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Mild Generation and Novel Reactivity of Nitroso Compounds


The development of efficient methods for the formation of carbon-nitrogen bonds is of great interest in organic chemistry. While traditional approaches to C-N bond formation are well developed and have found widespread use, approaches utilizing an electrophilic source of nitrogen are vastly underdeveloped. Although a number of electrophilic sources of nitrogen have been developed, the efforts of our research have centered on the use of nitrosocarbonyl compounds. Due to their high reactivity, nitrosocarbonyl intermediates can only be generated in situ and are classically obtained from the oxidation of hydroxamic acid derivatives using periodate salts. However, this in situ oxidation protocol, which is commonly used in the hetero-Diels-Alder (HDA) reaction, is incompatible with the other reactions because the initially formed adduct is highly susceptible to decomposition. While this has significantly limited the development of chemistry utilizing nitrosocarbonyl compounds, we postulated that if the oxidation conditions were mild enough to circumvent product decomposition, nitrosocarbonyls could be utilized in a wide variety of C-N bond-forming reactions.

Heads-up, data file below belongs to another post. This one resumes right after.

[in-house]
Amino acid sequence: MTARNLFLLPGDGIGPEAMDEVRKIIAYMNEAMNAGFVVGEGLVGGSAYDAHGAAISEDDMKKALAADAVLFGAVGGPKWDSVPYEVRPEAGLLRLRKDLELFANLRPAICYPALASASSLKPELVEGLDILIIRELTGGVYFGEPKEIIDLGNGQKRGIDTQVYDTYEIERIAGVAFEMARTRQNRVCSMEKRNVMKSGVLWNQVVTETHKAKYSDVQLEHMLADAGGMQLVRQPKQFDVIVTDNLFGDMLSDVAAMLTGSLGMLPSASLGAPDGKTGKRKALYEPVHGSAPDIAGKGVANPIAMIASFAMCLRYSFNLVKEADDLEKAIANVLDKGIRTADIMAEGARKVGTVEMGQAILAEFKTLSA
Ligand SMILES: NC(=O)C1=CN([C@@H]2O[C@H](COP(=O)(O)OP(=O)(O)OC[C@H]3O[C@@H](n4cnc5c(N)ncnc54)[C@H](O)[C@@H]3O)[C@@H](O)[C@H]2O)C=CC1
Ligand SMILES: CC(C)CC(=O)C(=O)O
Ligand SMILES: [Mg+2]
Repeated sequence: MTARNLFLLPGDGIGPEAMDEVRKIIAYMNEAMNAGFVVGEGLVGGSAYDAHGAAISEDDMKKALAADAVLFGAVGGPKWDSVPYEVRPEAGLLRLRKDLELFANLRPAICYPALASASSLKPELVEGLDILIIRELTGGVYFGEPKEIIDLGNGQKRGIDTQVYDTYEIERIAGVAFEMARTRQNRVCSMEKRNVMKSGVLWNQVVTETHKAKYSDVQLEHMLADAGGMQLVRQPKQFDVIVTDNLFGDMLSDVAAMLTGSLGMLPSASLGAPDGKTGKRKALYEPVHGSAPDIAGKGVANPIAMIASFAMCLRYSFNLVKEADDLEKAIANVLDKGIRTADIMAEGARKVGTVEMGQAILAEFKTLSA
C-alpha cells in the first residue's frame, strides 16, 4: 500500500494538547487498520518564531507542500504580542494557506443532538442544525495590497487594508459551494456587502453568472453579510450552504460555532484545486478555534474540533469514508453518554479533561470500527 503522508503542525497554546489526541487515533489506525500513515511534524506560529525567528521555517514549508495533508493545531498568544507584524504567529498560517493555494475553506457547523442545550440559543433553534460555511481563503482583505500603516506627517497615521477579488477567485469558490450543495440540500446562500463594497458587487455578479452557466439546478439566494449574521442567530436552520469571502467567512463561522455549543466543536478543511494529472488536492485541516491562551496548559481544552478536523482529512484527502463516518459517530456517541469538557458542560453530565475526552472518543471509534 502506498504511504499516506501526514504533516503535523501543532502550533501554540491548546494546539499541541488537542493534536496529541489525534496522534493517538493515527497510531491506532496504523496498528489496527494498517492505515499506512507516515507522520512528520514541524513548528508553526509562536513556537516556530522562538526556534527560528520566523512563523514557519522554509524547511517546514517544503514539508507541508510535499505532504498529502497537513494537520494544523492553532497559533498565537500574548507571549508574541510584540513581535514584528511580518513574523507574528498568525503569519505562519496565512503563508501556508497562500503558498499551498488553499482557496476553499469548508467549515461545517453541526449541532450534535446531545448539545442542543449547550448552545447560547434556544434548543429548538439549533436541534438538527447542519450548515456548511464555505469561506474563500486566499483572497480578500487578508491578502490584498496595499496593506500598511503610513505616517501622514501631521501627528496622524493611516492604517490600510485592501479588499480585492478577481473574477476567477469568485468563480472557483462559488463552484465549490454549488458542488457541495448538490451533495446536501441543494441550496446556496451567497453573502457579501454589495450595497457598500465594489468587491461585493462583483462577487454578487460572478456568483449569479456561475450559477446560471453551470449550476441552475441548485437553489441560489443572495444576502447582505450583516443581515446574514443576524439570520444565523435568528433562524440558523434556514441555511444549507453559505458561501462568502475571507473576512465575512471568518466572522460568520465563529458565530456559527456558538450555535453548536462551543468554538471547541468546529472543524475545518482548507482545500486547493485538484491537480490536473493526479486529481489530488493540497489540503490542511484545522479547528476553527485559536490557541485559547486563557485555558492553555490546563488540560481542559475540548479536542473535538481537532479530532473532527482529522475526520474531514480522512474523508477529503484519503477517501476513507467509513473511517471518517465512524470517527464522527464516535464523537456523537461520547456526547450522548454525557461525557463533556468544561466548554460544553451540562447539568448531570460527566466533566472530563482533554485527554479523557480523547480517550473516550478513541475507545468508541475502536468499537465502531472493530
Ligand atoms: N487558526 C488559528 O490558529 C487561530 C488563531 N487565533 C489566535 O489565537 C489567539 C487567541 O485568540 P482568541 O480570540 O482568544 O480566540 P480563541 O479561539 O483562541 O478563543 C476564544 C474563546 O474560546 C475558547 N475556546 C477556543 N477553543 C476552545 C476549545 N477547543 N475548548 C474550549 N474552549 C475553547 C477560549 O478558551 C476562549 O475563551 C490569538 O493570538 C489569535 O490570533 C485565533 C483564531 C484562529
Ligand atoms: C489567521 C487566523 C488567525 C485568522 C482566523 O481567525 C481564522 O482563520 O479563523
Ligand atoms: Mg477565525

Recently, we reported the first example of the aerobic generation of nitrosoformate intermediates for use in the nitroso ene reaction. The aerobic oxidation method, which relies on the use of catalytic amounts of CuCl (5 mol %) and uses air as the terminal oxidant, proved mild enough to avoid decomposition of the ene adducts, affording the allylic hydroxylamines in up to quantitative yields. Additionally, the oxidation protocol is highly general for a wide variety of N-substituted hydroxylamines; the Diels-Alder reaction can be carried out in up to quantitative yields employing an array of nitroso compounds. Moreover, by switching to photoredox conditions using Ru(bpy)3Cl2, the nitrosocarbonyl intermediates can be efficiently generated with temporal and spatial control.

As proposed, the mild oxidation conditions allowed the expansion of nitrosocarbonyl chemistry into new areas, such as the nitroso aldol reaction. Through the synergistic combination of our aerobic oxidation with known Lewis acid activation of beta-ketoesters, the alpha-amination and alpha-oxygenation of carbonyl compounds was achieved for the first time using nitrosocarbonyl compounds. All of the reactions are operationally simple to perform, utilize reagent grade solvents and air as the terminal oxidant, and the only byproduct is water.

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